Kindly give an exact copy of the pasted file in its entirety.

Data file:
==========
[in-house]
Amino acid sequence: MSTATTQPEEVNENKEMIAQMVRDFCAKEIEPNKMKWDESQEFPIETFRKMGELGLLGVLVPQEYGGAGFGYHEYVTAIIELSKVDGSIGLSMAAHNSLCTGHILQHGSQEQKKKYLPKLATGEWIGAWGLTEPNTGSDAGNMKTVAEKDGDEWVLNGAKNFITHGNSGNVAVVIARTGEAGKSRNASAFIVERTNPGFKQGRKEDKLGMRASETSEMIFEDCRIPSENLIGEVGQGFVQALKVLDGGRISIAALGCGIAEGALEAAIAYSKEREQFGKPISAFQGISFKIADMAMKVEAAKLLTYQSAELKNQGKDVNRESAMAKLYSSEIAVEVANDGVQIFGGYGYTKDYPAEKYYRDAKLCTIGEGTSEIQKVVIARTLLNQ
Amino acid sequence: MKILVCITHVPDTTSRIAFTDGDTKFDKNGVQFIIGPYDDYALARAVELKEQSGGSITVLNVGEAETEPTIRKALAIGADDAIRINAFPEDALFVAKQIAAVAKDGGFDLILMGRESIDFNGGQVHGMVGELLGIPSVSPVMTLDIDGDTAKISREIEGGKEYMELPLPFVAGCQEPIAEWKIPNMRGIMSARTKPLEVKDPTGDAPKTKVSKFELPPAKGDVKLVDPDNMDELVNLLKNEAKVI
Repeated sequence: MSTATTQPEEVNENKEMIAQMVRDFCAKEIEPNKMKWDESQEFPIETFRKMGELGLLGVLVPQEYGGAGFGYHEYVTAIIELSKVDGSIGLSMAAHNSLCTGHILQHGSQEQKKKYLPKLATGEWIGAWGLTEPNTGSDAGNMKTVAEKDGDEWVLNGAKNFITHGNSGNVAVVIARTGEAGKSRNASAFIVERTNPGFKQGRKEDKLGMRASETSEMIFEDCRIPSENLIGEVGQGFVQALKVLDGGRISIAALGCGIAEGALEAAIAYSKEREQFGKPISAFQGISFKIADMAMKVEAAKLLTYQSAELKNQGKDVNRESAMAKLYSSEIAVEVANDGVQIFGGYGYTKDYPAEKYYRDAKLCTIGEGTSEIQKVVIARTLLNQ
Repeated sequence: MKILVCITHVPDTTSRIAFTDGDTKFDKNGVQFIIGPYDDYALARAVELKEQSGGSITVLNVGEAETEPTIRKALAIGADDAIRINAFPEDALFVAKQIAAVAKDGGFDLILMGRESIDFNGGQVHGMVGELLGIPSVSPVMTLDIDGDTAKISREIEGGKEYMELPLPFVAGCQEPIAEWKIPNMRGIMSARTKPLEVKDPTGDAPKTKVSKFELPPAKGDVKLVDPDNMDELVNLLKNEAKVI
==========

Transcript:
[in-house]
Amino acid sequence: MSTATTQPEEVNENKEMIAQMVRDFCAKEIEPNKMKWDESQEFPIETFRKMGELGLLGVLVPQEYGGAGFGYHEYVTAIIELSKVDGSIGLSMAAHNSLCTGHILQHGSQEQKKKYLPKLATGEWIGAWGLTEPNTGSDAGNMKTVAEKDGDEWVLNGAKNFITHGNSGNVAVVIARTGEAGKSRNASAFIVERTNPGFKQGRKEDKLGMRASETSEMIFEDCRIPSENLIGEVGQGFVQALKVLDGGRISIAALGCGIAEGALEAAIAYSKEREQFGKPISAFQGISFKIADMAMKVEAAKLLTYQSAELKNQGKDVNRESAMAKLYSSEIAVEVANDGVQIFGGYGYTKDYPAEKYYRDAKLCTIGEGTSEIQKVVIARTLLNQ
Amino acid sequence: MKILVCITHVPDTTSRIAFTDGDTKFDKNGVQFIIGPYDDYALARAVELKEQSGGSITVLNVGEAETEPTIRKALAIGADDAIRINAFPEDALFVAKQIAAVAKDGGFDLILMGRESIDFNGGQVHGMVGELLGIPSVSPVMTLDIDGDTAKISREIEGGKEYMELPLPFVAGCQEPIAEWKIPNMRGIMSARTKPLEVKDPTGDAPKTKVSKFELPPAKGDVKLVDPDNMDELVNLLKNEAKVI
Repeated sequence: MSTATTQPEEVNENKEMIAQMVRDFCAKEIEPNKMKWDESQEFPIETFRKMGELGLLGVLVPQEYGGAGFGYHEYVTAIIELSKVDGSIGLSMAAHNSLCTGHILQHGSQEQKKKYLPKLATGEWIGAWGLTEPNTGSDAGNMKTVAEKDGDEWVLNGAKNFITHGNSGNVAVVIARTGEAGKSRNASAFIVERTNPGFKQGRKEDKLGMRASETSEMIFEDCRIPSENLIGEVGQGFVQALKVLDGGRISIAALGCGIAEGALEAAIAYSKEREQFGKPISAFQGISFKIADMAMKVEAAKLLTYQSAELKNQGKDVNRESAMAKLYSSEIAVEVANDGVQIFGGYGYTKDYPAEKYYRDAKLCTIGEGTSEIQKVVIARTLLNQ
Repeated sequence: MKILVCITHVPDTTSRIAFTDGDTKFDKNGVQFIIGPYDDYALARAVELKEQSGGSITVLNVGEAETEPTIRKALAIGADDAIRINAFPEDALFVAKQIAAVAKDGGFDLILMGRESIDFNGGQVHGMVGELLGIPSVSPVMTLDIDGDTAKISREIEGGKEYMELPLPFVAGCQEPIAEWKIPNMRGIMSARTKPLEVKDPTGDAPKTKVSKFELPPAKGDVKLVDPDNMDELVNLLKNEAKVI